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Tub Experiment


jbo

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Hi all,

So I have this experiement I want to do with a couple of feeder fish. Are you worried yet?

In all seriousness, after the holidays I plan on getting a 20-30ga tub from nnnnnn and setting it up for fishies. I want to put in a couple of normal commons (feeder fish) and see how fast they grow compared to my overstocked 29 ga tank. I'm going to be using fish from my 29 ga tank, however since buying more when I already have too many seemed silly, so I want to make sure I do it right and don't kill them.

My plan is to get the tub, get a 40 gallon TopFin filter (the $23 USD vvvv one), about 12 lbs of gravel that's big enough that they can't get it in their mouth and choke, and a cheap plant or two for extra oxygen and fishy hiding places.

Other than that I'm not sure what to get. I can build a hood/lid from the normal tub lid and some plexiglass that I have laying around. As far as a light goes, however, do fish lights have anything special about them that makes them different from normal florescents (sp?) or do they just wrap the bulbs in a pretty box and charge twice as much? In other words, does it have to be a special light as long as it's bright enough?

Any other ideas/suggestions?

Jim

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Well, if you really wish to do a valid experiment you must change only one thing - the number of gallons that each fish occupies. All other things must be the same - same water, same changes, same light, same food, same temperature/ph/parameters, etc.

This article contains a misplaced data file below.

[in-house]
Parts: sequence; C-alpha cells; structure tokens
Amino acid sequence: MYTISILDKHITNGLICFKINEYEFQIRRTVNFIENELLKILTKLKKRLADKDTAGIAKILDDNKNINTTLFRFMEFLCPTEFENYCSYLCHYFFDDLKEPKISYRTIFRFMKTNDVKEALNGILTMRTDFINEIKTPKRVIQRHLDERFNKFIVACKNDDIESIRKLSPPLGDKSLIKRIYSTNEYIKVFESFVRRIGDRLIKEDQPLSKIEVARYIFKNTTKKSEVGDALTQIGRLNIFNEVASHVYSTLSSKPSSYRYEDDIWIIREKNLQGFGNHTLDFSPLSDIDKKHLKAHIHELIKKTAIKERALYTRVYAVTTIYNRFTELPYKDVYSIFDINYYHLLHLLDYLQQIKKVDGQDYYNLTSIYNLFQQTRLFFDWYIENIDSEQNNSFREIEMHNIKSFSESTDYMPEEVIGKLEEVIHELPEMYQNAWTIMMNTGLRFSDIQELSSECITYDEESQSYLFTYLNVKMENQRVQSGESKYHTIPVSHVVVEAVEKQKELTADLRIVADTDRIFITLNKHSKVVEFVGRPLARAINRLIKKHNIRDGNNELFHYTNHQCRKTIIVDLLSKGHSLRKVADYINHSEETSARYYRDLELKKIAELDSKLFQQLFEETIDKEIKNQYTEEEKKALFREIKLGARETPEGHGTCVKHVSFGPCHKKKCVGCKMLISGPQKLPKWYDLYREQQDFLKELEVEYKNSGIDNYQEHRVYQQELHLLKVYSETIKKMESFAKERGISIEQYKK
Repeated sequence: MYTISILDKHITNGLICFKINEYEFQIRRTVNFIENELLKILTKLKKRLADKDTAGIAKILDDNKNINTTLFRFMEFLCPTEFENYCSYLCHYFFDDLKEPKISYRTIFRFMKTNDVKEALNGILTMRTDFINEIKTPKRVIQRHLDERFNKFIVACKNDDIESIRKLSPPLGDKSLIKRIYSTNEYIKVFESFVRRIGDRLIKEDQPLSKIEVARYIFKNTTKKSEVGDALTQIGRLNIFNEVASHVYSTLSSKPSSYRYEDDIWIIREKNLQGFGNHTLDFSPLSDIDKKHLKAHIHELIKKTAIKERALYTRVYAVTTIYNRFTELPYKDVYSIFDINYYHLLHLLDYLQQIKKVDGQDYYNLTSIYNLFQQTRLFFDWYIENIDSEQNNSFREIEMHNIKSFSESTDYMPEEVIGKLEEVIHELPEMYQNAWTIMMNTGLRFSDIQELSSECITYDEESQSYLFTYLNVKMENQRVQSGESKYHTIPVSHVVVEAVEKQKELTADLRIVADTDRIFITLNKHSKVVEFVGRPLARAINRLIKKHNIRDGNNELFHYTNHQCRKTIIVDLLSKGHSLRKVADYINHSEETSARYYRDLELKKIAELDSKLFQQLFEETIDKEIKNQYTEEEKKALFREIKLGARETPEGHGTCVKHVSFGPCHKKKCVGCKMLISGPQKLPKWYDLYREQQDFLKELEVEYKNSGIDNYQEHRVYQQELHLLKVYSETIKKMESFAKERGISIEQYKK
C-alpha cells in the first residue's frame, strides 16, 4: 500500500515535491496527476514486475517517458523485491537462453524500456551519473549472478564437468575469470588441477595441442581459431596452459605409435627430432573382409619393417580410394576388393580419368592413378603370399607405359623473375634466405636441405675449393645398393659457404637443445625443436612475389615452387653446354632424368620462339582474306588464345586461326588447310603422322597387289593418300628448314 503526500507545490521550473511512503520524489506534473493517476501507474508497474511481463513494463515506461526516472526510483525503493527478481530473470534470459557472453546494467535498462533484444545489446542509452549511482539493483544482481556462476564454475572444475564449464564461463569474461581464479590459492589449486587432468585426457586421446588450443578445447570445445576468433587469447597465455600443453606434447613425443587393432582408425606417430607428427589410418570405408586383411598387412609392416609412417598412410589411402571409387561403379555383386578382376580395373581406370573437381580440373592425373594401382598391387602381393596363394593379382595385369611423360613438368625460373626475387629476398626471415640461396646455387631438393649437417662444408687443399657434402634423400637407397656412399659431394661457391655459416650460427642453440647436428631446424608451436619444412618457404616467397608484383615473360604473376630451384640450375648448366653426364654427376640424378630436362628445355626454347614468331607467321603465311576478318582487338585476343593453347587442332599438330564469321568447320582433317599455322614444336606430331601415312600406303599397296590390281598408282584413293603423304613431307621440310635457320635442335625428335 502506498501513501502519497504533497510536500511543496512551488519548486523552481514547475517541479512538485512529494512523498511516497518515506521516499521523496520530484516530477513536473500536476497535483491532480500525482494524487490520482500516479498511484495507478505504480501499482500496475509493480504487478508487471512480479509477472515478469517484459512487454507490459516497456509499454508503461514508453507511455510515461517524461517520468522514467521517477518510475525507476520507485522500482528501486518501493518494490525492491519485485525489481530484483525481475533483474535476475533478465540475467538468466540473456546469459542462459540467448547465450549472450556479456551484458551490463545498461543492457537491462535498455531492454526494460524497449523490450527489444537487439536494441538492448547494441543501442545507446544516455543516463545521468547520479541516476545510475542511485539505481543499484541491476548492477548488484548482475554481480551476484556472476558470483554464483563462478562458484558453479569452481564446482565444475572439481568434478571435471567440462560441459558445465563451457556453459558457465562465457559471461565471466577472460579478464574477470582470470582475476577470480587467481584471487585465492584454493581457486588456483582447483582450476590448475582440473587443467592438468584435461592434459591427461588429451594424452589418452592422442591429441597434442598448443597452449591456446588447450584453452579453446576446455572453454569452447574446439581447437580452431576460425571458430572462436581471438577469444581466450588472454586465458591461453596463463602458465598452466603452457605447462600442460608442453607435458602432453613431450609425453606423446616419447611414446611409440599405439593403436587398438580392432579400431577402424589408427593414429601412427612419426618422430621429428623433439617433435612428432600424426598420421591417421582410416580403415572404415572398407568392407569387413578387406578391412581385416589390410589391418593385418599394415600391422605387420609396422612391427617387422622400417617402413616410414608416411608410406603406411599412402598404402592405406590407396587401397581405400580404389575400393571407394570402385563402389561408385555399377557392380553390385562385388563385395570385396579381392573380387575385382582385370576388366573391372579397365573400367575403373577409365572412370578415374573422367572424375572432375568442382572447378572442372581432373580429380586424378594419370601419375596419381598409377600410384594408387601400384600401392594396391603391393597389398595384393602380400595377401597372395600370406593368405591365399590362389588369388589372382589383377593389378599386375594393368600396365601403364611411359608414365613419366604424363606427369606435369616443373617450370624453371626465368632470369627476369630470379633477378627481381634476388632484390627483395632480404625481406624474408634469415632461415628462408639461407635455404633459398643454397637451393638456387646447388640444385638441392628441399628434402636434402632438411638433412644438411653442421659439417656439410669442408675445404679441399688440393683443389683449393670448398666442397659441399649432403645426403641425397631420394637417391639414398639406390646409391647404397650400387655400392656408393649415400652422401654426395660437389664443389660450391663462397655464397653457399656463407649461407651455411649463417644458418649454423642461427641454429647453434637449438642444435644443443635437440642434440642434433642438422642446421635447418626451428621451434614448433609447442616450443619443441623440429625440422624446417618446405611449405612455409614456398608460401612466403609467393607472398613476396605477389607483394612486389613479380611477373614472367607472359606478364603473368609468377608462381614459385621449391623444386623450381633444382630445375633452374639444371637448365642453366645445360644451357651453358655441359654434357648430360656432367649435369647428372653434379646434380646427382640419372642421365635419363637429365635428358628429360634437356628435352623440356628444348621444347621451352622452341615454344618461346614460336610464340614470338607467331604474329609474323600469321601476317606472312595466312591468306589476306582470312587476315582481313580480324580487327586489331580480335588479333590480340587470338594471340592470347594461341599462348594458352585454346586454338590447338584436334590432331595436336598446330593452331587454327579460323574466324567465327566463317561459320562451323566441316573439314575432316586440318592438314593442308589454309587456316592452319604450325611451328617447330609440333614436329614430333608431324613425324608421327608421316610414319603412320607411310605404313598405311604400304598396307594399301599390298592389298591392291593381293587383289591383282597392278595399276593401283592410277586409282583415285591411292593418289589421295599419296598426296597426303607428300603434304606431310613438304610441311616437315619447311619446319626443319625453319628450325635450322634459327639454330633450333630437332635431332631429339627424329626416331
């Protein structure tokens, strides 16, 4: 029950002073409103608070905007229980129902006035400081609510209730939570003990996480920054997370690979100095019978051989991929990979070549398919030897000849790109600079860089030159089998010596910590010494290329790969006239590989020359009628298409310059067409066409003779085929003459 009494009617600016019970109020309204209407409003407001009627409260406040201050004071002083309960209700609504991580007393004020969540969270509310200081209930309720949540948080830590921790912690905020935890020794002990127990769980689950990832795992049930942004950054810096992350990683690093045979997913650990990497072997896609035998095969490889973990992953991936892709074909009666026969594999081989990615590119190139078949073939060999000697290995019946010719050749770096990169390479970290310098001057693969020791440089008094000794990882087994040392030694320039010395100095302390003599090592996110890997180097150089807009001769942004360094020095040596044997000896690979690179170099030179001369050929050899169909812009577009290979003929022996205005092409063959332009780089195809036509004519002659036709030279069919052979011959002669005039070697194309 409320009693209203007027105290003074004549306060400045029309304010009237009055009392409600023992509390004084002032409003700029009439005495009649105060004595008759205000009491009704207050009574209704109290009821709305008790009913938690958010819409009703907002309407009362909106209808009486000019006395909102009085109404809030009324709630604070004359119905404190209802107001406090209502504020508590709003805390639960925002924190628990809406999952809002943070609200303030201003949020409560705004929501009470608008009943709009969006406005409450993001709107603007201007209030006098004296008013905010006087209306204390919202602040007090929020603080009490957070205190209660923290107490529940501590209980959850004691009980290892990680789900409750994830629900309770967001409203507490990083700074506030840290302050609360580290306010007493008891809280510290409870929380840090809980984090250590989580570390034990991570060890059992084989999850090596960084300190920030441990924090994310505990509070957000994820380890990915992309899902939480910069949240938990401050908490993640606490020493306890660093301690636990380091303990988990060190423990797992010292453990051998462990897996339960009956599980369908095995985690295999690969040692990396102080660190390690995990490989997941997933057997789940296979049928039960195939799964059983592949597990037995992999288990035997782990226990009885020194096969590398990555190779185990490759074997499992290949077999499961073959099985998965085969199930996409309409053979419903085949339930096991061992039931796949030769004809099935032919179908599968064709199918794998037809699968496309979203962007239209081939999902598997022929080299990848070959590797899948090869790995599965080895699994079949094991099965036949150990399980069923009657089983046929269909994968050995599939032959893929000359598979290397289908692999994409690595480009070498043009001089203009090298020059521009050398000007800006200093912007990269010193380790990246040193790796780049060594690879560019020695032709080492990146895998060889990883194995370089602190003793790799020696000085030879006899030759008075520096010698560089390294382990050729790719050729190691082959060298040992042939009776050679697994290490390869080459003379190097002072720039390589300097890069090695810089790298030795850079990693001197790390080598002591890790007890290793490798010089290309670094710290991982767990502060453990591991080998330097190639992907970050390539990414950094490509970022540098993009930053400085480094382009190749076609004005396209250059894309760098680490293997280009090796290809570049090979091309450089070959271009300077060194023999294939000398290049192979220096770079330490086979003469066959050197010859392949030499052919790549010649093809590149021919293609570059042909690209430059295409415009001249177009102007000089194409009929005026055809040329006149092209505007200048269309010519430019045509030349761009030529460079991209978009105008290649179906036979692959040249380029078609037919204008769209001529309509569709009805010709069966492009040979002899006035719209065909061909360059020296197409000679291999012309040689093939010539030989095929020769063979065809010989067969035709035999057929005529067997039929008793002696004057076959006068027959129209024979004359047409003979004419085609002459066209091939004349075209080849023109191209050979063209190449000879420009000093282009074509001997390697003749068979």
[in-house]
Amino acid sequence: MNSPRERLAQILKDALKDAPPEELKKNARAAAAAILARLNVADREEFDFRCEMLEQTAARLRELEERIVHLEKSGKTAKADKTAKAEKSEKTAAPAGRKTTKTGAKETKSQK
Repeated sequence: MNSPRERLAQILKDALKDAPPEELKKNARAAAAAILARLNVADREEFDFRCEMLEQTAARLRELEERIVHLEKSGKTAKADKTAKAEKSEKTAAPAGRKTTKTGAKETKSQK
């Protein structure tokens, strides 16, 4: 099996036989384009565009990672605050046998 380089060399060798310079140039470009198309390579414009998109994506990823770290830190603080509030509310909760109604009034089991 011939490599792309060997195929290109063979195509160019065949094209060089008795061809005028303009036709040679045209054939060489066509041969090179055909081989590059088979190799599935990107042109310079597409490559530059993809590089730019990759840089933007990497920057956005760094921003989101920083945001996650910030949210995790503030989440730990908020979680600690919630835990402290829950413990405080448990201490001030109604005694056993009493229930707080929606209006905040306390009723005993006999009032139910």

Since this is not monitarily possible, you are going to have to extrapolate your findings and draw conclusions that are not necessarily based on hard fact.

Yes, light is a factor in goldfish health- but not a great one. The gravel is also of little importance, except for how it can possibly effect water purity.

Far more important is the water quality. A "40 gallon Top Fin filter" is FOR 40 gallons? For a 20 gallon tub, it should turn the water over at least 10 times an hour - or 200 gallons per hour. More is better.

Food is a big factor. You will find that fish in an overstocked tank may not get the ideal amount of food. In your new tub, they may get more. This could affect your results.

I would say just set the tub up with the minumum of things. Do not skimp on the filter. A fantastic filter and cycle is necessary for valid results. You should have enough light that your fish are not in the dark and you can see them well and make sure they are healthy. Finally, properly balanced water parameters and a very good food fed at a regular interval is a must. This should give you enough information for a general conclusion.

If you wish to design a "scientific experiment" for true interest's sake or for publishable results, I would suggest you do two identical tubs.